Law on Biometric Passports vetoed. What next?

25.10.2011 |


On Friday President Yanukovych vetoed the Law on introducing biometric passports saying that it did not comply with the Constitution. The adoption of this law (in fact, the adoption of biometric passports – translator) was one of the key demands of the EU so the veto will be an obstacle to liberalization of the visa regime. In parliament they plan to make some corrections then submit it for repeat consideration.

The Law on Documents Confirming Identity and Citizenship of Ukraine was passed on 23 September. It envisaged the introduction of biometric cards for 20 types of documents, including internal passport [ID document] and passports for travelling outside Ukraine, as well as social benefit and pension documents, driving licences and others.

Going against the usual practice, President Yanukovych did not propose his own amendments to the law, but demanded that it be revoked as a whole. The President’s suggestion submitted to parliament contained not only legal criticism, but also stated that there are “daily appeals to the President from citizens outraged at the opportunity created for total control over their personal life.”

Refusal to introduce biometric passports blocks Ukraine’s implementation of the Visa Facilitation Acton Plan.  The President’s veto coincided with the arrival in Ukraine of an assessment mission from the EU which is now guaranteed to inform Brussels of Ukraine’s failure to implement the first stage of the Action Plan.

Experts endorse criticism of the draft law but do not agree on whether the law should have been vetoed as a whole. Volodymyr Yavorsky, Executive Director of the Ukrainian Helsinki Human Rights Union says that the most expensive concept had been chosen with a very large number of documents, none of which would be cheap. He therefore believes that the draft law would be difficult to simply improve, with half of it needing to be changed.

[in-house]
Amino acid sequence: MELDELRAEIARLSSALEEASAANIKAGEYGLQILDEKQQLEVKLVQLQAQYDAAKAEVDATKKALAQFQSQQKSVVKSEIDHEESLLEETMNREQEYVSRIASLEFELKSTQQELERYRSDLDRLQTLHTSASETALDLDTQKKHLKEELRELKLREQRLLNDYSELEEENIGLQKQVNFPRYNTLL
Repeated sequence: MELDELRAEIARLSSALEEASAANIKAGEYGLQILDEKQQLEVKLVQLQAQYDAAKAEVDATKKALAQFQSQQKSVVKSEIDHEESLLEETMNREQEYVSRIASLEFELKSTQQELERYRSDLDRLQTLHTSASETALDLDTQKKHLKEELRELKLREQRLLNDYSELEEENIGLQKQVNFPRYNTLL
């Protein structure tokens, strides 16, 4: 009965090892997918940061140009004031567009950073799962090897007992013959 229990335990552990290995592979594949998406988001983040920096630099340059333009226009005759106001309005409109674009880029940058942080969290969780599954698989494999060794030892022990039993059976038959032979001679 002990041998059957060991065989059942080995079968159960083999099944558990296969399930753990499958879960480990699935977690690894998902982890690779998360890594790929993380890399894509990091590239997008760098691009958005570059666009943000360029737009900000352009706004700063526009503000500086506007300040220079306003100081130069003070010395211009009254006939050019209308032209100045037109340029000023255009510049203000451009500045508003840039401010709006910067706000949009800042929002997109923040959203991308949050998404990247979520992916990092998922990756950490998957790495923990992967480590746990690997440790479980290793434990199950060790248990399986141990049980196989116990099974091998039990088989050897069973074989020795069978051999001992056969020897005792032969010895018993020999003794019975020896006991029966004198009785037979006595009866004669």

The Head of the NGO Europe without Barriers, Irina Sushko believes on the contrary that the President could have submitted amendments to the law. She suggests that the rather specific nature of the President’s comments suggests that what was in question was a conflict of interests in the profitable area of issue of identification documents. At present it is most likely that all of the orders in this area would be received by the SSAPS Consortium  [the Single State Automated Passport System]

[There have been a number of articles in the Ukrainian media since the law was passed suggesting that the deal would be crippling for individual Ukrainians but highly lucrative for SSAPS, which is closely associated with member of the Party of the Regions faction in parliament, - translator]  Vasyl Hrytsak. Hrytsak has accused the Justice Ministry of bias in preparing the draft of the President’s veto.  The Ministry refused to comment.

At present it is unclear what the outcome of the conflict will be.

Volodymyr Yavorsky is convinced that in drawing up a new law biometric chips should only be inserted in documents for travel abroad, since the cost of preparing all the types of documents envisaged would be huge, entailing a massive database.

The report omits one other key concern which regards the safety of such information.  Databases in Ukraine can easily be hacked  with information then being sold on, for example, the Internet.

From a report at Komersant – Ukraine

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